You know the church is in trouble when everything must be reduced to either a tweet, a meme, or something no longer than a sentence in order to get the message across. If it’s anywhere near a paragraph, whatever it may be, that’s too long for most people’s attention spans. They’ve got TikTok videos of dumb people doing dumber things to watch, and your attempt at nuance regarding godliness, virtue, and righteousness is cutting into that time. If you’d be more considerate and just post ‘Jesus Saves’ on your Facebook wall from time to time, with some flowers or butterflies in the background, then maybe people wouldn’t think you were so stuffy.
It’s not just America or the world that has been dumbed down to the point of watching for drool to spill out of someone’s face; the church has too. It’s a supply and demand issue, and the masses are demanding quick, easy, and pain-free salvation delivered to their front door, and if you can’t deliver, there are hundreds who can or say they can, so there. I’m waiting for them to offer a money-back guarantee: If you don’t make it to heaven, we’ll send you a refund, guaranteed. Like money would matter at that point.
All that discipleship, spiritual growth, and maturity stuff was for people who didn’t have YouTube and Minecraft. You can’t expect this present generation to put in as much time discovering Jesus and the Gospel as those who didn’t have the internet. Just tell me I’m saved, I’ll send you a check, and I can go on about wasting my life away as though time wasn’t a finite thing that slips through your fingers at a frightening speed.
Tell me I can do all things, but leave out the part about denying myself and picking up my cross. Tell me I’ll be blessed going out and coming in, but leave out the part about repentance. McDonald’s gives it to me my way, why can’t you? Haven’t you heard that the customer is always right? Give me what I want, or I go across the street. And that’s how we’ve come to a place where the sheep dictate terms to the shepherds, and the shepherds, at least the unscrupulous ones, do as they’re told because they have retirements to consider and Florida condos to pay off.
Can you even blame them, though? I’m sure some of them started out enthusiastically enough, wanting to see souls saved and lives restored, but after the twentieth or thirtieth reprimand from sister Bertha who doesn’t appreciate all the references to gluttony, and sister Anita, who doesn’t appreciate his use of the word sin, especially in relation to transgender folk because she has a nephew who just realized he was a girl, the bile builds up, and the light in the eyes dims.
It’s easy to blame the shepherds. No, I’m not talking about the wolves in shepherd’s frocks; I’m talking about the genuine shepherds. The ones that started out preaching the truth but were backed into a corner by the sheep and the deacon board and didn’t have the strength of character to walk away. It’s easy to rationalize, I promise. If they fire me, they’ll just hire somebody else who will preach what they want to hear, and I’ll be out of a job. Maybe, if I stay, I can throw a nugget or two of truth in there once in a while, and they won’t notice.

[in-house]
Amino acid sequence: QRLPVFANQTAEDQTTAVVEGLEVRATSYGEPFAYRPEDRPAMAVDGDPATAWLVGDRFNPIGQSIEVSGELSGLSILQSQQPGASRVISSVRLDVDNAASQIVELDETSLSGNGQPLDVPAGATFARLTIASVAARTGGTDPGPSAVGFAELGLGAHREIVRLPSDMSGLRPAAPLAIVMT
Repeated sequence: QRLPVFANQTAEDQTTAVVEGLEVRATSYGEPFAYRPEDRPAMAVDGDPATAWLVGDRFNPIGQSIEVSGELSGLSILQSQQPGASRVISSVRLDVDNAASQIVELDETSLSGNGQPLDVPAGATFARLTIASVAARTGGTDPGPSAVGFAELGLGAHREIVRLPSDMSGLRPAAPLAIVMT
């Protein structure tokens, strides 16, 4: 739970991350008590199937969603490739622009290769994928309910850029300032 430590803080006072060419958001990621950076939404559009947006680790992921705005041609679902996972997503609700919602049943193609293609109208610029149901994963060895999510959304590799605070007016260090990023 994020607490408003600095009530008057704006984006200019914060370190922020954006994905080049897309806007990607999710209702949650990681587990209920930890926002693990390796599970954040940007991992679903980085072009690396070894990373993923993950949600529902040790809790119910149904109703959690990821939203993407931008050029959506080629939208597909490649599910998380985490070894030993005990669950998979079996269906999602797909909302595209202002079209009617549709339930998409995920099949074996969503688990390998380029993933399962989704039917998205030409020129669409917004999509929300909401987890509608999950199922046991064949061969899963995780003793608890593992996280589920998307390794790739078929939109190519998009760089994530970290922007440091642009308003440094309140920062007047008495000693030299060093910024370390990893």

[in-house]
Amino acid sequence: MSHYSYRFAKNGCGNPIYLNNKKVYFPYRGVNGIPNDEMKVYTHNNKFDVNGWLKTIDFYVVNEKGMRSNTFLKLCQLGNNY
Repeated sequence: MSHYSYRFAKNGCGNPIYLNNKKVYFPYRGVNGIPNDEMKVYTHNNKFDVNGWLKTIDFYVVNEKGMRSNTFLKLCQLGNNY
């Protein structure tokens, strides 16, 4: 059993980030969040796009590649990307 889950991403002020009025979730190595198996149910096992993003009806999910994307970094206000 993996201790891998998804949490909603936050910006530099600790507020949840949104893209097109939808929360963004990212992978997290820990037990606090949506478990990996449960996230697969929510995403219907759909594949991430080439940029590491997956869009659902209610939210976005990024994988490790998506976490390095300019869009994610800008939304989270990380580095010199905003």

Just as a democracy can only exist until the voters discover that they can vote themselves largesse, a proper church with a shepherd leading his flock can only exist until the sheep discover they can control the purse strings and keep the shepherd from feeding his family if he doesn’t fall in line.
Yes, the natural inclination is to say he should trust God and preach the truth. I agree wholeheartedly; some do it, and they have my deep respect and admiration. However, why can’t we lay some of the blame at the feet of the sheep who grumble any time the pastor quotes a Bible verse or attempts even a minimal exegesis on a controversial topic? Why can’t we lay some of the blame at the feet of the elder boards who call a meeting any time someone feels even remotely offended by the Bible?
2 Timothy 4:3-4, “For the time will come when they will not endure sound doctrine, but according to their own desires, because they have itching ears, they will heap up for themselves teachers; and they will turn their ears away from the truth, and be turned aside to fables.”
Who is Paul referring to when he says ‘they’? It’s not the shepherds but the sheep. The sheep will not endure sound doctrine, so they will search for shepherds who will tell them what they want to hear. They want to be fed, but they want to be the ones who decide what’s put on the plate.
Due to being in ministry for over three decades, I have more than a handful of pastor friends. We talk on occasion, and recently, every conversation I’ve had ended with an admission that they were feeling run down, constantly attacked, close to breaking, or some other variation of a soul in distress. These are good men who have kept the truth alive, who sacrificed for the cause of Christ, and who continue to preach the Gospel in a world that’s growing exceedingly antagonistic toward it.
If you happen to be in such a church with such a pastor, I would ask that you not be silent when they are being needlessly attacked but stand up and defend them. I would ask that you be the Aaron to their Moses and help lift their weary arms because they are human, and they hurt, and they bleed just as readily as you. A little grace goes a long way. At least, that’s what I’ve come to discover over the course of my life in ministry.
With love in Christ,
Michael Boldea, Jr.
Posted on 22 August 2023 | 11:20 am
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